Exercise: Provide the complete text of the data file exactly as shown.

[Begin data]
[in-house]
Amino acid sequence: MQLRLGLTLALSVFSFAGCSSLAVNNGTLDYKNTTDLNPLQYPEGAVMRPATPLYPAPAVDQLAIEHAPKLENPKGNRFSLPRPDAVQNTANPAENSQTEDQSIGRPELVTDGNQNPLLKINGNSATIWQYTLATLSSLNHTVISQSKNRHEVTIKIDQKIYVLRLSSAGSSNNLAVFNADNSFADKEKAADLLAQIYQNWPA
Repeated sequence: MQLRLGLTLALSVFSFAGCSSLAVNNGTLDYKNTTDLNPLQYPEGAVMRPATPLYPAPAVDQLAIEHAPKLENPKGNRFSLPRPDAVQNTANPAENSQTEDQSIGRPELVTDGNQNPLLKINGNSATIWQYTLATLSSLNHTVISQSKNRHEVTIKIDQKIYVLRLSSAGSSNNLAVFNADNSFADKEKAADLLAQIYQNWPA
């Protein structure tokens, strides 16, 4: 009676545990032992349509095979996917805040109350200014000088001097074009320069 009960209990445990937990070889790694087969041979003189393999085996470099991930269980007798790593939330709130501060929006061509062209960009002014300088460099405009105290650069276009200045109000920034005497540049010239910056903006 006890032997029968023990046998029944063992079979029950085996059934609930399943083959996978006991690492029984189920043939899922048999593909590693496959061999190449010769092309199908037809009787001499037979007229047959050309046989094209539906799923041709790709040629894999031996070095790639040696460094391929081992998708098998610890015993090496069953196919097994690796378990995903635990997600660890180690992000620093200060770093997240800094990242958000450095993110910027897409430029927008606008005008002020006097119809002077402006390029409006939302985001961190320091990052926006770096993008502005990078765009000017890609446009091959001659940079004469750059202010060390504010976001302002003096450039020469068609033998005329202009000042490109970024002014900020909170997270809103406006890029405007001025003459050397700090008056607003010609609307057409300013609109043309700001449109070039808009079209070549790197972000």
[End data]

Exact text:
[in-house]
Amino acid sequence: MQLRLGLTLALSVFSFAGCSSLAVNNGTLDYKNTTDLNPLQYPEGAVMRPATPLYPAPAVDQLAIEHAPKLENPKGNRFSLPRPDAVQNTANPAENSQTEDQSIGRPELVTDGNQNPLLKINGNSATIWQYTLATLSSLNHTVISQSKNRHEVTIKIDQKIYVLRLSSAGSSNNLAVFNADNSFADKEKAADLLAQIYQNWPA
Repeated sequence: MQLRLGLTLALSVFSFAGCSSLAVNNGTLDYKNTTDLNPLQYPEGAVMRPATPLYPAPAVDQLAIEHAPKLENPKGNRFSLPRPDAVQNTANPAENSQTEDQSIGRPELVTDGNQNPLLKINGNSATIWQYTLATLSSLNHTVISQSKNRHEVTIKIDQKIYVLRLSSAGSSNNLAVFNADNSFADKEKAADLLAQIYQNWPA
């Protein structure tokens, strides 16, 4: 009676545990032992349509095979996917805040109350200014000088001097074009320069 009960209990445990937990070889790694087969041979003189393999085996470099991930269980007798790593939330709130501060929006061509062209960009002014300088460099405009105290650069276009200045109000920034005497540049010239910056903006 006890032997029968023990046998029944063992079979029950085996059934609930399943083959996978006991690492029984189920043939899922048999593909590693496959061999190449010769092309199908037809009787001499037979007229047959050309046989094209539906799923041709790709040629894999031996070095790639040696460094391929081992998708098998610890015993090496069953196919097994690796378990995903635990997600660890180690992000620093200060770093997240800094990242958000450095993110910027897409430029927008606008005008002020006097119809002077402006390029409006939302985001961190320091990052926006770096993008502005990078765009000017890609446009091959001659940079004469750059202010060390504010976001302002003096450039020469068609033998005329202009000042490109970024002014900020909170997270809103406006890029405007001025003459050397700090008056607003010609609307057409300013609109043309700001449109070039808009079209070549790197972000």